Friday, November 28, 2008

Recommended Reading

Check out William Greider's blog on the Nation web site.

According to Greider, if the fox is not exactly guarding the hen house, then it's the little boy who's adopted that strange looking stray dog that's been hanging around lately.

Wednesday, November 19, 2008

Recommended Reading

Check out Matt Taibbi's latest in Rolling Stone.

According to Taibbi, Republican is the new liberal.

Monday, November 17, 2008

Whatever Happened to Tang?

I just read in the paper that the space shuttle Endeavour is bringing to the International Space Station a new marvel of science: a machine that recycles urine into drinkable water.

I wonder if the astronauts will form a line to use such a machine?

BUCK: Um...After you, Flash.

FLASH: Oh, no, Buck, I insist you go first.

Eventually, someone will go first, and that person will make history.

One small sip for man, one giant GULP for mankind!

Quips and Quotations

Fight for what you believe in. Just make damn sure what you believe in works!

--Les Paul

Recommended Reading

Check out Dick Feagler's latest column.

According to Feagler, urban renewal is starting to get old.

Monday, November 10, 2008

Direction Correction

(This first appeared somewhere else, but I spelled a word wrong. It's reprinted, or "re-posted" here. Hopefully, this time I'll get it right.)

Landslide notwithstanding, some conservatives still contend this is a center-right country. Their argument goes something like this:

The American people were mad at the Right because, when the Right was in power, it moved to the left (e.g., expanding the size of government, increasing the deficit.) So, they've decided to punish the Right by voting for the Left. Now that the Left is in power, the American people fully expect it to move to the right.

It's positively dyslexic!

Thursday, November 6, 2008

Go to the Head of the Second Class

Even though I voted for him, and in spite of all the pollsters predictions, I was still almost surprised when Wolf Blitzer said "CNN now projects the next President is Barack Obama." Even then I wasn't sure. In this age of holograms, you can't believe everything you see on TV.

Three years ago if you told me that the next president would be black, I would've said you were nuts, and I'd be wrong. Now, if you told me that we'd have one by 2041--33 years from now--, I would've said, "Oh, of course, we'll have one by then!" Along with flying cars.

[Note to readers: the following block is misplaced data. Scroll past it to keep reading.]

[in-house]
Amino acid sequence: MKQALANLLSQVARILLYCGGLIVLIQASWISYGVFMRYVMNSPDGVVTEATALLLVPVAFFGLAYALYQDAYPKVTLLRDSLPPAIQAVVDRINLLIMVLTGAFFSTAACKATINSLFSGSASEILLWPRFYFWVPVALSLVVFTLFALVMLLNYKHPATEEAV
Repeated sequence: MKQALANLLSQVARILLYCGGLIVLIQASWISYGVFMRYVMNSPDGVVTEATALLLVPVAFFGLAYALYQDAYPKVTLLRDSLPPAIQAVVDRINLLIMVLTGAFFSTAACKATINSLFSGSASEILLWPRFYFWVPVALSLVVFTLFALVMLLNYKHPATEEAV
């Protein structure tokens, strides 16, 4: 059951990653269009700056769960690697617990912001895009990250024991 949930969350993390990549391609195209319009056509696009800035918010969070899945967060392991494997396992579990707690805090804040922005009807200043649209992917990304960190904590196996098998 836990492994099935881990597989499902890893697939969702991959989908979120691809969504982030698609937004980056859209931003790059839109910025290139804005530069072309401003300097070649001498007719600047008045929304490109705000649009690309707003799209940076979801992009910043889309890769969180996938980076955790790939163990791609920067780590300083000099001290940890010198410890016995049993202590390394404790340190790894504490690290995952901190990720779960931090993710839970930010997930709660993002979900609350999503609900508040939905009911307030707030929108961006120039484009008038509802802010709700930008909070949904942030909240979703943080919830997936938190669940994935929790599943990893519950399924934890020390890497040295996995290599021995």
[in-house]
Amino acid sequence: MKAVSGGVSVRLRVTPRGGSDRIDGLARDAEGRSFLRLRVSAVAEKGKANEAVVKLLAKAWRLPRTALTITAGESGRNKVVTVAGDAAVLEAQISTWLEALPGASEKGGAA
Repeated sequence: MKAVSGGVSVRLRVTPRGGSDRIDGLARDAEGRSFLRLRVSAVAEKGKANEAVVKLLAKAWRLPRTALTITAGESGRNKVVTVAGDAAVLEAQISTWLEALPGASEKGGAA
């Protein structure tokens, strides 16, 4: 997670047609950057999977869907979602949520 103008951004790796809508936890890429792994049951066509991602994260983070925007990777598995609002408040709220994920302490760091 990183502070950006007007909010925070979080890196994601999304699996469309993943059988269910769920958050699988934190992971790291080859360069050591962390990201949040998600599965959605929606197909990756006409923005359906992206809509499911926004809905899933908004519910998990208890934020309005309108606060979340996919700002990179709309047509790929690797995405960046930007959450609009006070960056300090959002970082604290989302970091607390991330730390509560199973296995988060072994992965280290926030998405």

OK, here's the ironic part. If you told me in 1975, when I was in the seventh grade, the next president would be black, I would've said you were nuts, and I'd be right. However, if you told me that we'd have one 33 years in the future (do the math), I would've said, "Oh, of course, we'll have one by then!" Along with flying cars (and I'd be half right.)

So what to make of all that? Predictions are relative, for one thing. The other is that, sociologically speaking, attitudes weren't that different three years ago then they were in the mid-seventies. I guess that's why those old Norman Lear shows on Nick at Night and TV Land still seem relevant. Or at least they seemed relevant in 2005.

A prediction currently in vogue is that the election of Barack Obama heralds the End of Racism. Even some right-wingers are saying this. In fact, to them it's the sorry mandate's one bright spot. No need for affirmative action. No need for Black History Month. No need for a Civil Rights Commission. Who the hell needs all that stuff now that we've agreed to judge people by the content of their character? Well...maybe the Left can strike a deal with the Right. We'll drop all those 1960s hippie-dippie kumbaya racial consciousness-raising stuff, and, in return, they drop all the Silent Majority Willie Horton palling-around-with-terrorists race-baiting. Well, how about it? They're not answering. I guess they're too busy making reservations on Alaska Airlines.

Right-wingers aside, is it the End of Racism? Perhaps. But it's not necessarily the End of whatever it is that makes people want to be racist, or bigoted, in the first place. That may always be with us.

It's commonplace to describe bigots as "ignorant." That one guy at the end of the bar grumbling that Obama's election means we're now living in the United States of Africa? He won't be winning a MacArthur Prize anytime soon. But prejudice is a pyramid scheme. At the bottom you've got your Klansmen. Not the Grand Wizard, or Grand Dragon, or Grand Wizard Dragon, or whatever their leaders are called. Just the rank-and-file Klansmen. The ones whom whenever the Grand Whatever gives the order to burn a cross, they answer, "Sho thing!" Just above them is the Archie Bunker-types. They don't burn crosses, they just have wet dreams about doing so. Then you get your Grand Whatevers. At the very top of the pyramid you get those folks who don't necessarily harbor hate in their hearts, but rather greed, avarice, lust, etc. They're not stupid. They've just figured out how to manipulate those who are.